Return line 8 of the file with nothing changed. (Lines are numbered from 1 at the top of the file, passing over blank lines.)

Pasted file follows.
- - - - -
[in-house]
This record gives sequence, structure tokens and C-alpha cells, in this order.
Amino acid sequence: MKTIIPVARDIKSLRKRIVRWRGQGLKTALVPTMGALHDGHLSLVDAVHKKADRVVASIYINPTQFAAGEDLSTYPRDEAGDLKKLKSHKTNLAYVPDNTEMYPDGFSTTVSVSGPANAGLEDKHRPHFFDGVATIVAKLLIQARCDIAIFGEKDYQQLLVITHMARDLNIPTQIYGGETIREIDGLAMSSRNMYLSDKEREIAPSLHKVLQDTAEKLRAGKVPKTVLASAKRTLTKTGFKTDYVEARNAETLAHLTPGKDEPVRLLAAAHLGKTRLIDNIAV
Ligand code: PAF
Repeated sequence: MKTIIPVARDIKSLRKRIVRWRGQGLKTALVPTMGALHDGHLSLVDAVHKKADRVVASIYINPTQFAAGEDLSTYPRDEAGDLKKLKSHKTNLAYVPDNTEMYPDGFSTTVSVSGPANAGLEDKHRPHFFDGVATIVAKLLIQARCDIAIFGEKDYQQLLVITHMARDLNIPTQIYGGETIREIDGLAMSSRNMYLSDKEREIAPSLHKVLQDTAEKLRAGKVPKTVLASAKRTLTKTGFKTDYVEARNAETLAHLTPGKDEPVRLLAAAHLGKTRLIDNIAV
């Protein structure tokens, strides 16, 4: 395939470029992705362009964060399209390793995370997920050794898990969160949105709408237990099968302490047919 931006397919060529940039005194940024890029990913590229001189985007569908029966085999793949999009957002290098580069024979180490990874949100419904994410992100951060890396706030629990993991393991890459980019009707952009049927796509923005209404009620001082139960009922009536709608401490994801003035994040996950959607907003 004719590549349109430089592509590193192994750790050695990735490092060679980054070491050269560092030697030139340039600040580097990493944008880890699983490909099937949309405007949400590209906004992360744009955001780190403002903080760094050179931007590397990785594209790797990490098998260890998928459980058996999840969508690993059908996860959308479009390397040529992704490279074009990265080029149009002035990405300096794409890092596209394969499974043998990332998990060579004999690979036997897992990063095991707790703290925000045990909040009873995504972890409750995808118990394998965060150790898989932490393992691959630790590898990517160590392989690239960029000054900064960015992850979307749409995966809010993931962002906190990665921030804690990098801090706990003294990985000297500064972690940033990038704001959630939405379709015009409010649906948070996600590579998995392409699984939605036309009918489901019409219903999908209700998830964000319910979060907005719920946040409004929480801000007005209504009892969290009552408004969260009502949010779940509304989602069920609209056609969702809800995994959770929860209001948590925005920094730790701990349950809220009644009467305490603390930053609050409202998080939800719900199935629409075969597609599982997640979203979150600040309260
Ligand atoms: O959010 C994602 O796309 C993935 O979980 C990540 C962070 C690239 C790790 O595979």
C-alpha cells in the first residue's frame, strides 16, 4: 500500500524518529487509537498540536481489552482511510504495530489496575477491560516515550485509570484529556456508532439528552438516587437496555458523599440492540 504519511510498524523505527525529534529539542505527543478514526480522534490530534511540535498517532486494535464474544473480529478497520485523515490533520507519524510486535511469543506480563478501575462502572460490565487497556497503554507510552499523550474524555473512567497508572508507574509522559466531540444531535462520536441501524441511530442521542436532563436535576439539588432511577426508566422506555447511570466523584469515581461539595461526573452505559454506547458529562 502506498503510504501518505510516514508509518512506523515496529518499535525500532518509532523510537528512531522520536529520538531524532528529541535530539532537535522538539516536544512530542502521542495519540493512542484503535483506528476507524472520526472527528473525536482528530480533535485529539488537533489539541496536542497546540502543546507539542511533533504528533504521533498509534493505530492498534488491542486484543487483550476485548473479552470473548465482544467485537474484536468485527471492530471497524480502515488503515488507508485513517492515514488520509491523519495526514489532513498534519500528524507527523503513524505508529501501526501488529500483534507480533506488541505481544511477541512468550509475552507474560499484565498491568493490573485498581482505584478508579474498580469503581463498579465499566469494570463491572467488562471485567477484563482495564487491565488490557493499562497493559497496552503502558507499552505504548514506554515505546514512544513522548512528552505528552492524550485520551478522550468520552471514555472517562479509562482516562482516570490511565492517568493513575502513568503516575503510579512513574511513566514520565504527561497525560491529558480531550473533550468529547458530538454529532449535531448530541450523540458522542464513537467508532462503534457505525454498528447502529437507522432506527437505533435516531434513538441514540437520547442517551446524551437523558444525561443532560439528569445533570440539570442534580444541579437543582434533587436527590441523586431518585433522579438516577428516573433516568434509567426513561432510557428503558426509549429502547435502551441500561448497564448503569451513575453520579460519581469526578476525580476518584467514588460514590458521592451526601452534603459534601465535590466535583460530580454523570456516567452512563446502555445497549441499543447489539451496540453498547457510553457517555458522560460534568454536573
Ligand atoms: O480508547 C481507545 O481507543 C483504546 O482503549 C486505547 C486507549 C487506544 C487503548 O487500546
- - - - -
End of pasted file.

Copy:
C-alpha cells in the first residue's frame, strides 16, 4: 500500500524518529487509537498540536481489552482511510504495530489496575477491560516515550485509570484529556456508532439528552438516587437496555458523599440492540 504519511510498524523505527525529534529539542505527543478514526480522534490530534511540535498517532486494535464474544473480529478497520485523515490533520507519524510486535511469543506480563478501575462502572460490565487497556497503554507510552499523550474524555473512567497508572508507574509522559466531540444531535462520536441501524441511530442521542436532563436535576439539588432511577426508566422506555447511570466523584469515581461539595461526573452505559454506547458529562 502506498503510504501518505510516514508509518512506523515496529518499535525500532518509532523510537528512531522520536529520538531524532528529541535530539532537535522538539516536544512530542502521542495519540493512542484503535483506528476507524472520526472527528473525536482528530480533535485529539488537533489539541496536542497546540502543546507539542511533533504528533504521533498509534493505530492498534488491542486484543487483550476485548473479552470473548465482544467485537474484536468485527471492530471497524480502515488503515488507508485513517492515514488520509491523519495526514489532513498534519500528524507527523503513524505508529501501526501488529500483534507480533506488541505481544511477541512468550509475552507474560499484565498491568493490573485498581482505584478508579474498580469503581463498579465499566469494570463491572467488562471485567477484563482495564487491565488490557493499562497493559497496552503502558507499552505504548514506554515505546514512544513522548512528552505528552492524550485520551478522550468520552471514555472517562479509562482516562482516570490511565492517568493513575502513568503516575503510579512513574511513566514520565504527561497525560491529558480531550473533550468529547458530538454529532449535531448530541450523540458522542464513537467508532462503534457505525454498528447502529437507522432506527437505533435516531434513538441514540437520547442517551446524551437523558444525561443532560439528569445533570440539570442534580444541579437543582434533587436527590441523586431518585433522579438516577428516573433516568434509567426513561432510557428503558426509549429502547435502551441500561448497564448503569451513575453520579460519581469526578476525580476518584467514588460514590458521592451526601452534603459534601465535590466535583460530580454523570456516567452512563446502555445497549441499543447489539451496540453498547457510553457517555458522560460534568454536573